ACA President Canfield promises Ethics Committee review

In July 2007, and then again in February, 2008, I wrote the American Counseling Association Executive Committee regarding a 2006 Ethics Committee article on sexual orientation and counseling. Check the link for the full background; in short, I was not defending conversion or reparative therapy per se, but rather seeking clarification of a counselor’s ability to work with a client in harmony with that client’s religious beliefs and value direction.

Recently, ACA President, Brian Canfield wrote back to alert me to the process.

Highlights from my vantage point:

Dr. Canfield acknowledges that the ACA cannot resolve social and religious differences. He says, “While there are ardent voices on both sides of this issue, as you correctly note in your communications, there is no social consensus regarding homosexuality.”

He returns to a familiar stance at ACA: If there is no disorder, then there is no need for a treatment. He then adds:

However, to what extent a counselor may ethically engage in providing counseling services to a client who expresses conflict and dissonance over their sexual attraction/orientation with their personal, cultural or religious beliefs and values is, in my opinion, a very legitimate question which needs to be clarified.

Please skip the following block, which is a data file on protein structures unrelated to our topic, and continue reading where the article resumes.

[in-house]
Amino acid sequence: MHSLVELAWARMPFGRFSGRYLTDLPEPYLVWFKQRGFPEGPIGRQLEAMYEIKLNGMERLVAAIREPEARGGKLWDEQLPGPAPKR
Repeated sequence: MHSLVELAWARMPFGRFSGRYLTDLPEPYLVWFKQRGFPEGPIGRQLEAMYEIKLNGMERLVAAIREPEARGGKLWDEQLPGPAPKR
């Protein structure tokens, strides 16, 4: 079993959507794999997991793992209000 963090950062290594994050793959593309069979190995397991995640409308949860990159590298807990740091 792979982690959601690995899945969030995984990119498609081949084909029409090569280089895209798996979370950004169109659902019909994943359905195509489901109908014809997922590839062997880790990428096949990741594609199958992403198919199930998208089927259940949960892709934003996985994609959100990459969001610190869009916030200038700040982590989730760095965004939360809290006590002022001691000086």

I certainly agree.

The letter notes that my letters will be forwarded to the Ethics Committee with a request for review.

I am heartened by this response in that Dr. Canfield has taken the matter seriously and set forth an appropriate review.

2 thoughts on “ACA President Canfield promises Ethics Committee review”

  1. Warren,

    I absolutely agree – it IS a legitimate question that needs to be clarified. And its worth stating that just because someone is at odds with their sexuality, that doesn’t mean that they want to CHANGE (whatever that means), their sexuality – their dissonance could also be addressed, if they wished, by gay affirmative therapy. It would require the therapist to be more engaged in such a discussion with their clients though. And if the client isn’t sure what to do about their dissonance we are going to need educated therapists to aid in helping the client reach such a decision 🙂

  2. I think harm can be done both ways – by insisting that somone accept a counselor’s position or belief system. Some people cannot live as gay people. They also need a place to define how they will live. Not everyone is going to be driven by their sexuality.

    And some people cannot live in constant struggle with their sexuality and are driven more by that and come to different conclusions about what their sexuality means to them.

    Is it right that someone else or a group of others determine for you or for me which one we will live by??

Comments are closed.